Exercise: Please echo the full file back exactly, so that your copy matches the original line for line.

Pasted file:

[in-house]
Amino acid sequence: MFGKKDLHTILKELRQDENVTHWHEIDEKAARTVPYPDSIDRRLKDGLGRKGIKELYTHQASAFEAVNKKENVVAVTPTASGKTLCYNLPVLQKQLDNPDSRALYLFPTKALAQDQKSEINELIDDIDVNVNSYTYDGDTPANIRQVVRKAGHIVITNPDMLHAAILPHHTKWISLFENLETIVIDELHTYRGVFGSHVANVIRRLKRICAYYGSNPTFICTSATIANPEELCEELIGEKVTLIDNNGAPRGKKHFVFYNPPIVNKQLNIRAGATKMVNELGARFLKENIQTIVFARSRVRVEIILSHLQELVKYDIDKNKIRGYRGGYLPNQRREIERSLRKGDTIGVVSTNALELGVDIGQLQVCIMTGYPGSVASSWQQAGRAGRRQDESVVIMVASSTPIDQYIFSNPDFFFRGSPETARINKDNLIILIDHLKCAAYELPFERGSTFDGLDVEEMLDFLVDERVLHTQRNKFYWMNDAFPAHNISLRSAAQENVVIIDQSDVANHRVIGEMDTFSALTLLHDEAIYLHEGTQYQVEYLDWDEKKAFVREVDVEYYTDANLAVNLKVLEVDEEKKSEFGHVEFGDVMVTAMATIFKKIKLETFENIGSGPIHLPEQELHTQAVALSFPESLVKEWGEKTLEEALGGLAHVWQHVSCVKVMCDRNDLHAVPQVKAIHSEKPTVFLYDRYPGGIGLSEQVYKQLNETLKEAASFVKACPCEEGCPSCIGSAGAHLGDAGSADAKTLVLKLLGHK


[in-house]
Amino acid sequence: MFGKKDLHTILKELRQDENVTHWHEIDEKAARTVPYPDSIDRRLKDGLGRKGIKELYTHQASAFEAVNKKENVVAVTPTASGKTLCYNLPVLQKQLDNPDSRALYLFPTKALAQDQKSEINELIDDIDVNVNSYTYDGDTPANIRQVVRKAGHIVITNPDMLHAAILPHHTKWISLFENLETIVIDELHTYRGVFGSHVANVIRRLKRICAYYGSNPTFICTSATIANPEELCEELIGEKVTLIDNNGAPRGKKHFVFYNPPIVNKQLNIRAGATKMVNELGARFLKENIQTIVFARSRVRVEIILSHLQELVKYDIDKNKIRGYRGGYLPNQRREIERSLRKGDTIGVVSTNALELGVDIGQLQVCIMTGYPGSVASSWQQAGRAGRRQDESVVIMVASSTPIDQYIFSNPDFFFRGSPETARINKDNLIILIDHLKCAAYELPFERGSTFDGLDVEEMLDFLVDERVLHTQRNKFYWMNDAFPAHNISLRSAAQENVVIIDQSDVANHRVIGEMDTFSALTLLHDEAIYLHEGTQYQVEYLDWDEKKAFVREVDVEYYTDANLAVNLKVLEVDEEKKSEFGHVEFGDVMVTAMATIFKKIKLETFENIGSGPIHLPEQELHTQAVALSFPESLVKEWGEKTLEEALGGLAHVWQHVSCVKVMCDRNDLHAVPQVKAIHSEKPTVFLYDRYPGGIGLSEQVYKQLNETLKEAASFVKACPCEEGCPSCIGSAGAHLGDAGSADAKTLVLKLLGHK